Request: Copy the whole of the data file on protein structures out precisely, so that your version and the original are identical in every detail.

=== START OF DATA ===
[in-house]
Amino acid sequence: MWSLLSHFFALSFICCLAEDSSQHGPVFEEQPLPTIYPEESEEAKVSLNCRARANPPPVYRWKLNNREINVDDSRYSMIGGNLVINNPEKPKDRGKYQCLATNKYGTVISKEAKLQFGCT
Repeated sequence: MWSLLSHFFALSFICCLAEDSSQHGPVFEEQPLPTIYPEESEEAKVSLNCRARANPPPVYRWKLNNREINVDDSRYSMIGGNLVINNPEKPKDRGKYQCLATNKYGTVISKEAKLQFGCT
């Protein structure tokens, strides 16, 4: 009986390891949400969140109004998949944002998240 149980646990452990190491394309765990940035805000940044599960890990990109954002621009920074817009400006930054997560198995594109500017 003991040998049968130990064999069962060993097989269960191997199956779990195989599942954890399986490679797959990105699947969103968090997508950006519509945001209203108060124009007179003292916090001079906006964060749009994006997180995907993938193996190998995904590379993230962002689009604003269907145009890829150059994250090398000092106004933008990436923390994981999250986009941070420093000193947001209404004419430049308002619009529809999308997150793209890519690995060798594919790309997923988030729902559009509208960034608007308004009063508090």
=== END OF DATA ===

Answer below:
[in-house]
Amino acid sequence: MWSLLSHFFALSFICCLAEDSSQHGPVFEEQPLPTIYPEESEEAKVSLNCRARANPPPVYRWKLNNREINVDDSRYSMIGGNLVINNPEKPKDRGKYQCLATNKYGTVISKEAKLQFGCT
Repeated sequence: MWSLLSHFFALSFICCLAEDSSQHGPVFEEQPLPTIYPEESEEAKVSLNCRARANPPPVYRWKLNNREINVDDSRYSMIGGNLVINNPEKPKDRGKYQCLATNKYGTVISKEAKLQFGCT
């Protein structure tokens, strides 16, 4: 009986390891949400969140109004998949944002998240 149980646990452990190491394309765990940035805000940044599960890990990109954002621009920074817009400006930054997560198995594109500017 003991040998049968130990064999069962060993097989269960191997199956779990195989599942954890399986490679797959990105699947969103968090997508950006519509945001209203108060124009007179003292916090001079906006964060749009994006997180995907993938193996190998995904590379993230962002689009604003269907145009890829150059994250090398000092106004933008990436923390994981999250986009941070420093000193947001209404004419430049308002619009529809999308997150793209890519690995060798594919790309997923988030729902559009509208960034608007308004009063508090």